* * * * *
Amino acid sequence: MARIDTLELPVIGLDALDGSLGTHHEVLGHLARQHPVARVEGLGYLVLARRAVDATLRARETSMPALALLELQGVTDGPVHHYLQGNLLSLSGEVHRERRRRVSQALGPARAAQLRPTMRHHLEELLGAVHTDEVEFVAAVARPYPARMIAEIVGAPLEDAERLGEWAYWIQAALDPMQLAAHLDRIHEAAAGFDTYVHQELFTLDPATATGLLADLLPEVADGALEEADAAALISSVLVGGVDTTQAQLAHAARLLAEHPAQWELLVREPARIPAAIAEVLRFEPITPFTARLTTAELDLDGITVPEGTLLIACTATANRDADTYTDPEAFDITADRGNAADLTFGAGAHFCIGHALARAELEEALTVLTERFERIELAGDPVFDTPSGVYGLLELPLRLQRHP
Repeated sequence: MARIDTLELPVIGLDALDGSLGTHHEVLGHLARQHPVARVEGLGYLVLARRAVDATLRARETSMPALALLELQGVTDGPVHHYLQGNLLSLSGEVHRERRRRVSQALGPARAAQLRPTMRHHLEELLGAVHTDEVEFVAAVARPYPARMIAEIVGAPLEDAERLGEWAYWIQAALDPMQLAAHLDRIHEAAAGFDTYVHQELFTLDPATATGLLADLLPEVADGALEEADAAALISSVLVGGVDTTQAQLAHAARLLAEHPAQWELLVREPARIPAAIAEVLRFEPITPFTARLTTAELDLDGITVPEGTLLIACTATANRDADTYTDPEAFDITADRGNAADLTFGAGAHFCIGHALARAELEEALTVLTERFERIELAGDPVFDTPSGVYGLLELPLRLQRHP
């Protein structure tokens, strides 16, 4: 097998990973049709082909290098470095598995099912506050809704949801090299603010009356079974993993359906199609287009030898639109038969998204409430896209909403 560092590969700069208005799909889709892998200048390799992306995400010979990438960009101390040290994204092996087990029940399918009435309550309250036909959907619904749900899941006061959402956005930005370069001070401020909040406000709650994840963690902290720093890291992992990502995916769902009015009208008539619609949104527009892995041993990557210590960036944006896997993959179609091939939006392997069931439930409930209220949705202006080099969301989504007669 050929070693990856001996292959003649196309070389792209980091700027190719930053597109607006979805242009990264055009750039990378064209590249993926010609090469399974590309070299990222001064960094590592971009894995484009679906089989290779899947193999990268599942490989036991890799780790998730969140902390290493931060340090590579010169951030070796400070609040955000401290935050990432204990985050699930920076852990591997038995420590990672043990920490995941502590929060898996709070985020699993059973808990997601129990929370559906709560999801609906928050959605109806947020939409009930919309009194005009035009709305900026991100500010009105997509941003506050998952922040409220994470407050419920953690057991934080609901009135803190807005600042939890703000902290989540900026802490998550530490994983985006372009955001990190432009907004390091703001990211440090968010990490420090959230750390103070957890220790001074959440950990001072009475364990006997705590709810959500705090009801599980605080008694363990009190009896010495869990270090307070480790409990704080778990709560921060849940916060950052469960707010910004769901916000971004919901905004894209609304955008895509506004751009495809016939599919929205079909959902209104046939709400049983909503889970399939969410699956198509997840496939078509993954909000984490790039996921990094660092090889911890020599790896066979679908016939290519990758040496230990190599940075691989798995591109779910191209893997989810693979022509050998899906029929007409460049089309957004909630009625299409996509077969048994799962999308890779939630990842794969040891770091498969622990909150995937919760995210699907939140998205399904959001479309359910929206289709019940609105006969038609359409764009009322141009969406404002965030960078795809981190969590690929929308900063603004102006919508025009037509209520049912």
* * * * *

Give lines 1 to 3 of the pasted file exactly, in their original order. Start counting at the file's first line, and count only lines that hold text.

Amino acid sequence: MARIDTLELPVIGLDALDGSLGTHHEVLGHLARQHPVARVEGLGYLVLARRAVDATLRARETSMPALALLELQGVTDGPVHHYLQGNLLSLSGEVHRERRRRVSQALGPARAAQLRPTMRHHLEELLGAVHTDEVEFVAAVARPYPARMIAEIVGAPLEDAERLGEWAYWIQAALDPMQLAAHLDRIHEAAAGFDTYVHQELFTLDPATATGLLADLLPEVADGALEEADAAALISSVLVGGVDTTQAQLAHAARLLAEHPAQWELLVREPARIPAAIAEVLRFEPITPFTARLTTAELDLDGITVPEGTLLIACTATANRDADTYTDPEAFDITADRGNAADLTFGAGAHFCIGHALARAELEEALTVLTERFERIELAGDPVFDTPSGVYGLLELPLRLQRHP
Repeated sequence: MARIDTLELPVIGLDALDGSLGTHHEVLGHLARQHPVARVEGLGYLVLARRAVDATLRARETSMPALALLELQGVTDGPVHHYLQGNLLSLSGEVHRERRRRVSQALGPARAAQLRPTMRHHLEELLGAVHTDEVEFVAAVARPYPARMIAEIVGAPLEDAERLGEWAYWIQAALDPMQLAAHLDRIHEAAAGFDTYVHQELFTLDPATATGLLADLLPEVADGALEEADAAALISSVLVGGVDTTQAQLAHAARLLAEHPAQWELLVREPARIPAAIAEVLRFEPITPFTARLTTAELDLDGITVPEGTLLIACTATANRDADTYTDPEAFDITADRGNAADLTFGAGAHFCIGHALARAELEEALTVLTERFERIELAGDPVFDTPSGVYGLLELPLRLQRHP
């Protein structure tokens, strides 16, 4: 097998990973049709082909290098470095598995099912506050809704949801090299603010009356079974993993359906199609287009030898639109038969998204409430896209909403 560092590969700069208005799909889709892998200048390799992306995400010979990438960009101390040290994204092996087990029940399918009435309550309250036909959907619904749900899941006061959402956005930005370069001070401020909040406000709650994840963690902290720093890291992992990502995916769902009015009208008539619609949104527009892995041993990557210590960036944006896997993959179609091939939006392997069931439930409930209220949705202006080099969301989504007669 050929070693990856001996292959003649196309070389792209980091700027190719930053597109607006979805242009990264055009750039990378064209590249993926010609090469399974590309070299990222001064960094590592971009894995484009679906089989290779899947193999990268599942490989036991890799780790998730969140902390290493931060340090590579010169951030070796400070609040955000401290935050990432204990985050699930920076852990591997038995420590990672043990920490995941502590929060898996709070985020699993059973808990997601129990929370559906709560999801609906928050959605109806947020939409009930919309009194005009035009709305900026991100500010009105997509941003506050998952922040409220994470407050419920953690057991934080609901009135803190807005600042939890703000902290989540900026802490998550530490994983985006372009955001990190432009907004390091703001990211440090968010990490420090959230750390103070957890220790001074959440950990001072009475364990006997705590709810959500705090009801599980605080008694363990009190009896010495869990270090307070480790409990704080778990709560921060849940916060950052469960707010910004769901916000971004919901905004894209609304955008895509506004751009495809016939599919929205079909959902209104046939709400049983909503889970399939969410699956198509997840496939078509993954909000984490790039996921990094660092090889911890020599790896066979679908016939290519990758040496230990190599940075691989798995591109779910191209893997989810693979022509050998899906029929007409460049089309957004909630009625299409996509077969048994799962999308890779939630990842794969040891770091498969622990909150995937919760995210699907939140998205399904959001479309359910929206289709019940609105006969038609359409764009009322141009969406404002965030960078795809981190969590690929929308900063603004102006919508025009037509209520049912």